BTW, here is another old thread about when to introduce vibrato.

May 24, 2010 at 05:17 PM ·

I appreciate this thread!  I don't teach vibrato particularly early, though I do often get the basics going around the same time as third position and tend to teach it independently of third position, reasonably good results so far.  Usually when I sense that the student wants it, and that it will either fit naturally or that working on it will actually help their hand/arm technique.  But I have had several "pushy parents" over the years (mostly musicians) who really were like "where's the vibrato, where's the vibrato" and it is nice to hear from some of you with more experience that it really is not the end of the world if not all my second and third year students are there yet!.... :)

May 24, 2010 at 05:29 PM ·

Vibrato reminds me of a mile stone moment. 1st learning to; ride a bike, drive a car, cook a meal on your own for others, swim.....

May 24, 2010 at 10:17 PM ·

Scott: "People should not be intimidated by vibrato. After all, it's the heart and soul of one's sound. Without a decent vibrato, one has virtually no chance of advancing as a string player."

This is one of the most ridiculous and self contradictory statements I've ever read.

Of course I was totally intimidated.  If I couldn't get a vibrato, I couldn't have a heart or a soul.

In reality, I think vibrato at its most basic is just another movement technique.  For those learning it - get this crap about "heart and soul" out of your head immediately.  It will not promote or encourage your vibrato to develop.  It will deter and frustrate and scare you.

Listen to your teachers and do what they say for as long as they are telling you, and have faith that the action can be learned.  And then, just as your bowing gradually develops its sound, so will your vibrato gradually add the colour and life to the music that you want it to.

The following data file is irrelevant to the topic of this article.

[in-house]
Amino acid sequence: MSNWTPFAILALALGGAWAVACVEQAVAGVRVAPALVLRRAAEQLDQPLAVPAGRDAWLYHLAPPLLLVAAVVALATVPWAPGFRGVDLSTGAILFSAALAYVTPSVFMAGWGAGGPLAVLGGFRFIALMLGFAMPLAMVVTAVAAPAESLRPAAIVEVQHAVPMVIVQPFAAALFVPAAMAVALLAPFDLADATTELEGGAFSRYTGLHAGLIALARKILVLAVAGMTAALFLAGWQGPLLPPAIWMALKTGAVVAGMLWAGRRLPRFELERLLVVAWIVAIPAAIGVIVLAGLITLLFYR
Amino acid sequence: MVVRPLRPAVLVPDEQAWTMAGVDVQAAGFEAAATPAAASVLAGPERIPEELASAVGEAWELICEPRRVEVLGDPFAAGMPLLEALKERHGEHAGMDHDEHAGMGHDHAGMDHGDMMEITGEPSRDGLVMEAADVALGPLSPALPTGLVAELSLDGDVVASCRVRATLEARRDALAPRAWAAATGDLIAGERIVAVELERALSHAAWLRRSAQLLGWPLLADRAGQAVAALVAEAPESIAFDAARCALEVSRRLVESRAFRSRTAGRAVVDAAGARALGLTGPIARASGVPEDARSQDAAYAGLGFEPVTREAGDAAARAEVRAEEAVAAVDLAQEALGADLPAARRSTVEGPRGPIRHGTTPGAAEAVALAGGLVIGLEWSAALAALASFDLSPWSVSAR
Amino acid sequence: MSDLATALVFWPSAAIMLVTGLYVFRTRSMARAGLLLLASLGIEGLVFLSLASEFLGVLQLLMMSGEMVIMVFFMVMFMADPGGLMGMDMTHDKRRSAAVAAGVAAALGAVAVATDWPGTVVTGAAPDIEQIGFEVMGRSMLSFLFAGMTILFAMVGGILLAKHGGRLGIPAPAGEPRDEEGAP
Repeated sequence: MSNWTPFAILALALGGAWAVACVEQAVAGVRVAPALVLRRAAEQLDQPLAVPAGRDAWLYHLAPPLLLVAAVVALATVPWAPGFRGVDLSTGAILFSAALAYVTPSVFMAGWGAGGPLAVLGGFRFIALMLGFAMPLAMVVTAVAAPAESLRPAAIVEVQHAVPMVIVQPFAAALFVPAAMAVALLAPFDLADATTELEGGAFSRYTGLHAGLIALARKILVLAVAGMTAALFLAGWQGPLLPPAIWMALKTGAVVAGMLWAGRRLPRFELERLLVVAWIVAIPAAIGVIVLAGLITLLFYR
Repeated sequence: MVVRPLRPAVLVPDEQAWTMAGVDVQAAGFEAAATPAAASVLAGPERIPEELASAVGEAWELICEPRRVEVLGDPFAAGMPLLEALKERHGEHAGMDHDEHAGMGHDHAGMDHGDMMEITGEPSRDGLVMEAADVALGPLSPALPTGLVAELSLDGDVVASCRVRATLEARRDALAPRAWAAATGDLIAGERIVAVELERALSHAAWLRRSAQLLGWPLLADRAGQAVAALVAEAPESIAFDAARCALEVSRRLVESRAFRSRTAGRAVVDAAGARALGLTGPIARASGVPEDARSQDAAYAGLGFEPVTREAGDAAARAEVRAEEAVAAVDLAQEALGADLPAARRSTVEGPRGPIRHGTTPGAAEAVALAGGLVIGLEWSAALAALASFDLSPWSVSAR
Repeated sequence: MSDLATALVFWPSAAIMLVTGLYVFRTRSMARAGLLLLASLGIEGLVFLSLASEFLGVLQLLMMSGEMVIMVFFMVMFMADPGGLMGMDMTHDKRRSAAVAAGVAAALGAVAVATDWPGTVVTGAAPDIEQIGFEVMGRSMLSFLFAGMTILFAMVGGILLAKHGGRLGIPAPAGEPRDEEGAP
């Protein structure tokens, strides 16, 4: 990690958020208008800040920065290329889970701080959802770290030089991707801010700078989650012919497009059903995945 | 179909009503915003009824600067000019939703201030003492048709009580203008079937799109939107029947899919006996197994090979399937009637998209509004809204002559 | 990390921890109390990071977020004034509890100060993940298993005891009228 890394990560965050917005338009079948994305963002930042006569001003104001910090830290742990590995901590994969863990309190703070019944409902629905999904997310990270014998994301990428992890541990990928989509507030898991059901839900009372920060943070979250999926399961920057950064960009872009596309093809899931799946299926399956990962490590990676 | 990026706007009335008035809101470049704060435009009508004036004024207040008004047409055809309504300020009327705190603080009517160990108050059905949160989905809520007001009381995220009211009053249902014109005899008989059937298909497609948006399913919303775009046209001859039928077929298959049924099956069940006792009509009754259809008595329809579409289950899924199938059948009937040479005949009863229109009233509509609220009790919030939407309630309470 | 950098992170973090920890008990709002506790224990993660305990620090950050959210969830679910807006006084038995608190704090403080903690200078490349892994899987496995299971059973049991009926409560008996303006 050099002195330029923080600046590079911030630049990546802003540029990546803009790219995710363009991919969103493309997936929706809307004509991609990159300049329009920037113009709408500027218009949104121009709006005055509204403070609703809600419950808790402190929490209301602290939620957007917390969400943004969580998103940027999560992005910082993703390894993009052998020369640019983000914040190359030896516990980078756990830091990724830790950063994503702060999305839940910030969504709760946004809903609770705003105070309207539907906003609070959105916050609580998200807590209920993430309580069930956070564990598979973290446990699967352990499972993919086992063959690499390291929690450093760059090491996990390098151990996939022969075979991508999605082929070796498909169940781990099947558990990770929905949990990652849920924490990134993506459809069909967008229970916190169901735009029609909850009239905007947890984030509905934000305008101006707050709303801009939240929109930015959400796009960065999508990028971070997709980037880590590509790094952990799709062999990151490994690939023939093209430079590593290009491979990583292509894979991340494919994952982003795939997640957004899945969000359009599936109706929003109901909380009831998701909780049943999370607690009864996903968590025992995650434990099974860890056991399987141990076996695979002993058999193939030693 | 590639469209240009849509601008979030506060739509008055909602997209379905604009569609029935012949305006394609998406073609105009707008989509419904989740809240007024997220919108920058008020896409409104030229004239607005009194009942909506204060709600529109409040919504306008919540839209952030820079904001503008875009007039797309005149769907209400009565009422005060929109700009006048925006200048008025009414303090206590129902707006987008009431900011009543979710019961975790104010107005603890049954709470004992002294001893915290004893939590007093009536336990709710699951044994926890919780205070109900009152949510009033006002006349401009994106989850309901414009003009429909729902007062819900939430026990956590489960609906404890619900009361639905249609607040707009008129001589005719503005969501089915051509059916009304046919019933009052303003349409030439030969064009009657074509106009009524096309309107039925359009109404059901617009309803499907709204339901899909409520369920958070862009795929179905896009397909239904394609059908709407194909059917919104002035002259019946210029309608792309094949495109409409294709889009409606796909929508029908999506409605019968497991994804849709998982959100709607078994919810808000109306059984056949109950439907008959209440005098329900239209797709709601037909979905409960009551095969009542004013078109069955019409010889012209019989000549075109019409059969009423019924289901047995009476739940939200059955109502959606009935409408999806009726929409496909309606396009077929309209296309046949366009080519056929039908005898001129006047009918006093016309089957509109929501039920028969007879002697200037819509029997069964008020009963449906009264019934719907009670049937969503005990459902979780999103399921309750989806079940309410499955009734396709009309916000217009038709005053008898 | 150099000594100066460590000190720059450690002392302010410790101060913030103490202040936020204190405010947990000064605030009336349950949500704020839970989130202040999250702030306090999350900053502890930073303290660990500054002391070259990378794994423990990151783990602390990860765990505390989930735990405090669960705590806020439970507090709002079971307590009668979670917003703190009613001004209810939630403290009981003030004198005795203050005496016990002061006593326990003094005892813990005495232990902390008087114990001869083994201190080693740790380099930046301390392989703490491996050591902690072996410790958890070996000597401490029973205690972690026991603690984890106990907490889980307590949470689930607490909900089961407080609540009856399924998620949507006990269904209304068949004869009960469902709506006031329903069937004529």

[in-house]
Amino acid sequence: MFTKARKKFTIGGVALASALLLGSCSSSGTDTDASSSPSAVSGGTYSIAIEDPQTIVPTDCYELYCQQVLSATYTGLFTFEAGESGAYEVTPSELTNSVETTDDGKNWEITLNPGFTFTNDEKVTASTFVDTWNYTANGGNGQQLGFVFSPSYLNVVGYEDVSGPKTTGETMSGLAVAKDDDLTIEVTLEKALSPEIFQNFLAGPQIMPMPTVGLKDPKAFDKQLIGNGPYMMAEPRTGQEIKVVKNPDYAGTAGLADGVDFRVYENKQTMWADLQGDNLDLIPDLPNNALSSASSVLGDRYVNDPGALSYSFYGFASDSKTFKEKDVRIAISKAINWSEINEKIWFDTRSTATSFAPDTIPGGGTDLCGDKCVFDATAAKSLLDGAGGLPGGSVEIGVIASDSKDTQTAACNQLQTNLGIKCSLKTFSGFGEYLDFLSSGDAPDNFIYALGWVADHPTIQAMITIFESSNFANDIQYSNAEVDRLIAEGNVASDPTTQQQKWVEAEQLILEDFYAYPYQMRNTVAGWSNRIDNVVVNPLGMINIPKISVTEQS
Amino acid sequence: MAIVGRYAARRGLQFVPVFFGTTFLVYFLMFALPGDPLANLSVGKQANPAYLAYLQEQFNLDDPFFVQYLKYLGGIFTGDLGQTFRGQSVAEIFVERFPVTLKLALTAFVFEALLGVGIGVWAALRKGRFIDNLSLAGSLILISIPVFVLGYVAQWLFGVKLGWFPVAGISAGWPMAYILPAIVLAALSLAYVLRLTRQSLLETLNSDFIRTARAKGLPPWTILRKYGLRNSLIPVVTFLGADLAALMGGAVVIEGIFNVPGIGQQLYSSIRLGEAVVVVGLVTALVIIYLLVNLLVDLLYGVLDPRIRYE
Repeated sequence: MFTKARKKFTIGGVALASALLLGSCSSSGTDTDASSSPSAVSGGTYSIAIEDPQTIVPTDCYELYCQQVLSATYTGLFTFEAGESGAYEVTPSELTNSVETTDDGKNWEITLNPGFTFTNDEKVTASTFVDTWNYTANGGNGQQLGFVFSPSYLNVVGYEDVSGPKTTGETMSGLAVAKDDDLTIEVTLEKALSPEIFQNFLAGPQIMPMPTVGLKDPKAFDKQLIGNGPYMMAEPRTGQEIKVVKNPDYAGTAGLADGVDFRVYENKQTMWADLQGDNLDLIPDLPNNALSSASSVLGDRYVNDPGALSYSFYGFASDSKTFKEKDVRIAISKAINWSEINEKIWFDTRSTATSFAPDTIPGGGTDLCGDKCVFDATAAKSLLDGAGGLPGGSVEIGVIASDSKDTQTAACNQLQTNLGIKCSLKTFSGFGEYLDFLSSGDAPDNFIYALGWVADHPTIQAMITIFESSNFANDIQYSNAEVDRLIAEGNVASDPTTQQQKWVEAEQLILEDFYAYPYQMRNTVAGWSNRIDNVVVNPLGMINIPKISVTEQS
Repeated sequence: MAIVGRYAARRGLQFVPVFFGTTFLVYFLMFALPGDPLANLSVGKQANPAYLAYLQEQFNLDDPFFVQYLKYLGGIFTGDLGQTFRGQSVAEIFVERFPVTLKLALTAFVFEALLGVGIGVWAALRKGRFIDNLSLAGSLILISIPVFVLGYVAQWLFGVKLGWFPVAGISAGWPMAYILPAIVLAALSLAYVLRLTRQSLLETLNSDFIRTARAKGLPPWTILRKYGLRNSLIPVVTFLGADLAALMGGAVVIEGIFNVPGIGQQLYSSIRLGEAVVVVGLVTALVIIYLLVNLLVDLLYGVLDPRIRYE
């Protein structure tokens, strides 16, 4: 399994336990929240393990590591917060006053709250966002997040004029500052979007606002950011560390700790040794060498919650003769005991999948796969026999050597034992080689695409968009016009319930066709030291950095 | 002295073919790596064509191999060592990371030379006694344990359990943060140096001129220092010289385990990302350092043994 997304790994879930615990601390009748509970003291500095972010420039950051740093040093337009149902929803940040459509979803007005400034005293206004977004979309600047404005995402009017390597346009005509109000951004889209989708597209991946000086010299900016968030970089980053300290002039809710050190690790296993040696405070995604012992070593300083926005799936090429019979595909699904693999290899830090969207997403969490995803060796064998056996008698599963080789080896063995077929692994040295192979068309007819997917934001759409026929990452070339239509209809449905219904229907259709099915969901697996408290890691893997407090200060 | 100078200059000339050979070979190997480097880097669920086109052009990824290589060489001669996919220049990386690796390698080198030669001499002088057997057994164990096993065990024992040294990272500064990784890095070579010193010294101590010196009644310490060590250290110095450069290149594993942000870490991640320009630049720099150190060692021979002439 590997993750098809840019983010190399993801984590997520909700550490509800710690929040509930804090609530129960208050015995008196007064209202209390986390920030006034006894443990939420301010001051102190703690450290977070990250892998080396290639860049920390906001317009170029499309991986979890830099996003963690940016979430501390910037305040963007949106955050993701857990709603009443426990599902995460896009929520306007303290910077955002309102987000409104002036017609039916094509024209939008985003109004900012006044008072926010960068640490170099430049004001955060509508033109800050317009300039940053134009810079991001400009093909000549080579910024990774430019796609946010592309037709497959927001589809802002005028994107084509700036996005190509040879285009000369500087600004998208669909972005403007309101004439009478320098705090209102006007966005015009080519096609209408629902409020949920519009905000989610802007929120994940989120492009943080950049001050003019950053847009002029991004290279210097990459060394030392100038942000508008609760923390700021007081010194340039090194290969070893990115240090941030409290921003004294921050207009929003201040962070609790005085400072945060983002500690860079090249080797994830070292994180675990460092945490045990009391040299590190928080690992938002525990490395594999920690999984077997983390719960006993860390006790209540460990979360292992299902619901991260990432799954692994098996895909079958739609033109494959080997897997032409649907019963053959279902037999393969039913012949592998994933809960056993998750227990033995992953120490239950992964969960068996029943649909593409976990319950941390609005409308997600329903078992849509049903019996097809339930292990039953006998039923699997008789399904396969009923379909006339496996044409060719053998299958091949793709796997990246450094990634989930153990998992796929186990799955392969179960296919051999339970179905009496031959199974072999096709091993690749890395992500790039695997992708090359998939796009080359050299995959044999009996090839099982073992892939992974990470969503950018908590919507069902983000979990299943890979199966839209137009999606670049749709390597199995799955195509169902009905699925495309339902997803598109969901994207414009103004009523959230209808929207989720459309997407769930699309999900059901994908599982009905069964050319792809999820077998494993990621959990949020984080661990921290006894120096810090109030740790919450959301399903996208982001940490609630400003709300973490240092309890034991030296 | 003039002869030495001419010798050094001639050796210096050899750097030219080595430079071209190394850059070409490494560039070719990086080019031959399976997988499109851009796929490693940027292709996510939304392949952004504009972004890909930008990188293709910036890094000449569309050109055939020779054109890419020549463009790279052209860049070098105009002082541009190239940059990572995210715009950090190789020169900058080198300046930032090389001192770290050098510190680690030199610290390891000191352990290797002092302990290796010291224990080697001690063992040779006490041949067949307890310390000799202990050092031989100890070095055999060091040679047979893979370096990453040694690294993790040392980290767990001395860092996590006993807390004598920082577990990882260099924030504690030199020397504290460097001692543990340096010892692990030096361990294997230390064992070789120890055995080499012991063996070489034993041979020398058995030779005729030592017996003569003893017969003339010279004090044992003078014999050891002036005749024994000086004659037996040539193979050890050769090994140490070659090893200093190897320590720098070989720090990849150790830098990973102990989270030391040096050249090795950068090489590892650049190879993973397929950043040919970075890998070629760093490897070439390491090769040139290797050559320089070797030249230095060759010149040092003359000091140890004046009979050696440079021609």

Buri's advice helped me muchly: if I could figure out how to lift a cup and drink from it, I could figure out how to do vibrato [paraphrasing, but the thread's in here somewhere".

I avoided learning vibrato for three years, until my teacher stood her ground.  And then, with absolutely daily practise, it only took me ...... 7 months!  to get the basic action correct and in a very simple piece of music.  Nothing else I have attempted has been this hard.  I was learning the Handel sonatas, for cripes sake, I knew enough to be able to learn it, and it was so hard. Even now, I have to do the polishing exercise every few weeks or so. It was an excellent thing to have done, because the tension in my left arm decreased, and my intonation improved, so if your teacher thinks you are ready, then listen and do exactly what is instructed.  My teacher often says that she needed to approach vibrato very differently for me, one day I'll ask her what she means by that.

May 25, 2010 at 02:18 AM ·

 Thats not fair Sharelle, Scott doesn't deserve that.I wouldn't say that vibrato is the heart and soul of ones sound. You don't require vibrato to make good  music, but vibrato ,like any other technique, helps bring out ones heart and soul.

May 25, 2010 at 03:55 AM ·

Hi sh sa,

It sounds like you might benefit from focussing on larger motions in your arm than smaller motions at your wrist. There are three traditional approaches to learning vibrato: 

1. Focus on curling and flattening the finger along (as parallel to the string as possible) the string.

2. Focus on moving (throwing) the hand away from you and letting it spring back. When you throw the hand away, the finger releases to the surface of the string and is flattened by the motion of the hand. As the hand springs back to its start position the finger places on its pitch again. Some teachers will ask you to do this motion evenly and rhythmically, others will focus on throwing it back quickly, in pulses (e.g. 1 throw back = 1 pulse; counting in four, do 1 pulse per beat; 2 pulses per beat, 3 etc. until you have as many pulses as you can fit into each beat; presto! you've got a vibrato)